The anonymous woman in the crowd has attended multiple memorials for children in Albuquerque, knowing that more are in her future. She is there as a parent, a grandparent and a concerned citizen, standing in alliance and a sense of merged consciousness with someone else in the crowd she may or may not know. Munguia Munguia Wellman is a clinical counselor and social worker in outpatient services at the University of New Mexico Health Sciences Center Children’s Psychiatric Center.

When asked why anyone would be drawn to such a challenging profession, she said, “Personally, I went into it to understand myself, my family dynamics and my community. I went from an undergraduate degree in psychology, to a master’s degree in social work and a Ph.D. in American studies. Psychology looked at individual space; social work expanded out to the community; and American studies opened the door to history and scholarship related not just to community and country, but global issues as well.”

Social workers tend to work with the most marginalized and vulnerable people in society, distinguishing them from other human service providers such as doctors and teachers who work with more diverse social groups. The public doesn’t fully understand the scope of their work and the media generally gives them a bad rap when something goes wrong.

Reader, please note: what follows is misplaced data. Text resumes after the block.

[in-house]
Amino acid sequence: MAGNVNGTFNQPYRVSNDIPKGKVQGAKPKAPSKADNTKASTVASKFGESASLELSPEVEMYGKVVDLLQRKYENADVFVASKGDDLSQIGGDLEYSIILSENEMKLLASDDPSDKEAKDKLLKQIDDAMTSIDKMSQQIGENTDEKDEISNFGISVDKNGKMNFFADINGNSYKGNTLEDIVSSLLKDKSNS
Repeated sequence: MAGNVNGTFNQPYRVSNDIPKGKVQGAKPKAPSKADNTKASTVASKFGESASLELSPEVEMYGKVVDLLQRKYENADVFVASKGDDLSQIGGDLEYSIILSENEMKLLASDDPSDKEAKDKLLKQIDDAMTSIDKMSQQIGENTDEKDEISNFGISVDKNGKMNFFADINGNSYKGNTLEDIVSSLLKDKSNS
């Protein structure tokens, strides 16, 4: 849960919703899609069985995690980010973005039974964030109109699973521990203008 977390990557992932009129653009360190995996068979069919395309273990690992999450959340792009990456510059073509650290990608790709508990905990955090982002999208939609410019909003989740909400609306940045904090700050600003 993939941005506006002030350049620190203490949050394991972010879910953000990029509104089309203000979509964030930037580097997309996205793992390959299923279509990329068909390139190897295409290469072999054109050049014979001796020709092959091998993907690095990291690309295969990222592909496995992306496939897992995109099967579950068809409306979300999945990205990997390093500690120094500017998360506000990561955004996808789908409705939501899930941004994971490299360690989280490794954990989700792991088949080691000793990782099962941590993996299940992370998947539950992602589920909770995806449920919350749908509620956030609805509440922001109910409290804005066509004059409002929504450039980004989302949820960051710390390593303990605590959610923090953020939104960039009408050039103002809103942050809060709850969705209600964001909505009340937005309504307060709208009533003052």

“I know many social workers personally,” Munguia Wellman said. “I work with them; I teach some of them; I am friends with others, and what is common among all of us is our commitment to our clients and to social justice. We have a code of ethics that we work under that we’re committed to.”

Munguia Wellman and her colleagues are on the front lines working together with children and families and helping them find ways to keep safe. But who takes care of social workers when they feel overburdened with high caseloads and mounting administrative duties, and concerned that there is never enough time to complete all the necessary tasks the job requires? These issues, plus the complexity of family dynamics and the impact of social factors on these dynamics, cause them to often experience feeling overwhelmed and/or stressed.

In response to the stress, and in order to maintain a balance between mental and physical health, many social workers seek out coping strategies which include time management training, relaxation techniques, exercise, meditation and utilize clinical supervision to process any given stressful situation.

One of the ways Munguia Wellman self-cares is by practicing Qigong, (pronounced chee-gong) an ancient Chinese practice of aligning movements, breath and awareness for exercise and meditation that she said helps calm the mind and relax the body. She also gardens and includes morning prayer into her daily routine, a practice she finds essential to her work as a clinical social worker. “When we don’t get the clinical supervision we feel we need, we must seek it out,” she said. “Self-care is important generally, but in our profession it is essential.”